Affordable Care Act premiums will go up about 18 percent next year in Nebraska, marking the second year of double-digit increases since the federal health care program was launched.

That’s among the biggest rate hikes in the nation approved so far by state regulators.

Of the two companies providing insurance again on the federal marketplace this year, Blue Cross Blue Shield, the largest provider, is increasing its rates nearly 15 percent and Coventry CHE nearly 22 percent, according to figures released by the Nebraska Insurance Department. Two other companies have joined the marketplace this year, and their rates appear to be slightly lower.

That comes on the heels of an 11 percent average increase this year in the individual marketplace, where people buy their own insurance because they don’t get it through their job or a government program.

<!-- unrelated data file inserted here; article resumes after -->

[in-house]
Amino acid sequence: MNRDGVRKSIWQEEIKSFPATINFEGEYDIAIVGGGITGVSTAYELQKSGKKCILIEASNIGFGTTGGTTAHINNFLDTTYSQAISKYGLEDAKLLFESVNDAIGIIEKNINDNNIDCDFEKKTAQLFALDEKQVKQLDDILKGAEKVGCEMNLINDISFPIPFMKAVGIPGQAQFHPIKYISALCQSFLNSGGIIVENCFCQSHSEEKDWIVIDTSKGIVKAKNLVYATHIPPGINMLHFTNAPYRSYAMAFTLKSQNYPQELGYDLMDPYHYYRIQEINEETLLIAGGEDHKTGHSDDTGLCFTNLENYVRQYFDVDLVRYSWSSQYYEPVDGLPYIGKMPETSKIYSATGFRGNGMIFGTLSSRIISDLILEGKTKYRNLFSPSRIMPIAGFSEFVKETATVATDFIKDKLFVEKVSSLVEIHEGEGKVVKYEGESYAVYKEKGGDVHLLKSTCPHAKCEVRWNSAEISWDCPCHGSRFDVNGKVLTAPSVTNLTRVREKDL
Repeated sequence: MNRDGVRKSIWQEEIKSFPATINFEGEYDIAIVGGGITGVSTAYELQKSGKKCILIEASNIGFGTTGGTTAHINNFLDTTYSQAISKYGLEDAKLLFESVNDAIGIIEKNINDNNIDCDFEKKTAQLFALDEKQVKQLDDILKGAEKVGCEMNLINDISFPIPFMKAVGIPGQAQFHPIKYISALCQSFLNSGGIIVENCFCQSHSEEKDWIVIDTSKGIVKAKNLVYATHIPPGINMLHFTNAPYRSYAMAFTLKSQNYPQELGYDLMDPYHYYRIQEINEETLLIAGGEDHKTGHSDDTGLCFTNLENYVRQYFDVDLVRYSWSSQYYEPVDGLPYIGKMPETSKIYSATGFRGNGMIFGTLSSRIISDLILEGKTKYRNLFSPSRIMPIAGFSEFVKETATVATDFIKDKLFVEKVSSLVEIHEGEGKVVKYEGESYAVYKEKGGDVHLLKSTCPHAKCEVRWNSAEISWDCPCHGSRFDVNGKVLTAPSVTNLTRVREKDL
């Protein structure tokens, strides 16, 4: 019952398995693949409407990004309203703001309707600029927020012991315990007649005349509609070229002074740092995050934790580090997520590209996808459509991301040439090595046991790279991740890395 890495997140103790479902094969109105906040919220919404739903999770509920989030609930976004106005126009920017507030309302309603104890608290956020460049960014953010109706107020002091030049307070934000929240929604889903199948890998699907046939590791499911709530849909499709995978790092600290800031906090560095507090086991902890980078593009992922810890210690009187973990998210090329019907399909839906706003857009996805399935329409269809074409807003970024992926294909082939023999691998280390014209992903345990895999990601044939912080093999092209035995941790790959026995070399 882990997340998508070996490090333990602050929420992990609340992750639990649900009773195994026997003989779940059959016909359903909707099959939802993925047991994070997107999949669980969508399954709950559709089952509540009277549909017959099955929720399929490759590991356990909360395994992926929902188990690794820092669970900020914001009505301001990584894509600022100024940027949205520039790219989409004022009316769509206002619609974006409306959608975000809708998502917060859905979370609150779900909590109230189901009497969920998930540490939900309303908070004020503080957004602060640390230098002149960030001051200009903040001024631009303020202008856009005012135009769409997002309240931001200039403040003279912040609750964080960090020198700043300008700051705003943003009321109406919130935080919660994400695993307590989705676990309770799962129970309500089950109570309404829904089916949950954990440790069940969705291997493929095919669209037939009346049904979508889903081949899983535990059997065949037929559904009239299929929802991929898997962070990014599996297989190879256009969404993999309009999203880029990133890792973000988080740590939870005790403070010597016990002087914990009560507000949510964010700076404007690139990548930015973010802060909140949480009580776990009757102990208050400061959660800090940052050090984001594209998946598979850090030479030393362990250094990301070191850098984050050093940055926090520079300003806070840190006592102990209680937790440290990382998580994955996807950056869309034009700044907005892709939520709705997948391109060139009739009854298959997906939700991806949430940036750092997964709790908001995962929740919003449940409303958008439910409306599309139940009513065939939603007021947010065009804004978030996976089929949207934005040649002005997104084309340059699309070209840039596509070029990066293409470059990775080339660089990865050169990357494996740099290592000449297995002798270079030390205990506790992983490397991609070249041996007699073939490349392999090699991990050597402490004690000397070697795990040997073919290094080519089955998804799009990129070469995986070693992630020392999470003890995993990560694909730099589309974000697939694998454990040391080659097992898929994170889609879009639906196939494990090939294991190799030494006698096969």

Nebraska’s insurance commissioner is among 36 nationwide with the power to reject rate hikes or negotiate them, and Bruce Ramge said his department and a consultant reviewed the companies’ rate requests to make sure they were justified before adjusting them up and down.

“The Department of Insurance could reject a filing if the rates were not actuarially sound,” he said. “In other words, if the claims history and projected costs support the rates, we would not have a basis for denial.”

Blue Cross has said its losses on individual plans last year were “some of the highest we have seen in years.”

One 2013 study predicted Nebraskans would see the eighth biggest premium hikes in the nation, at 74 percent, likely because insurance was cheaper here than in more heavily regulated states. The Manhattan Institute study predicted the average increase nationally would be 41 percent.

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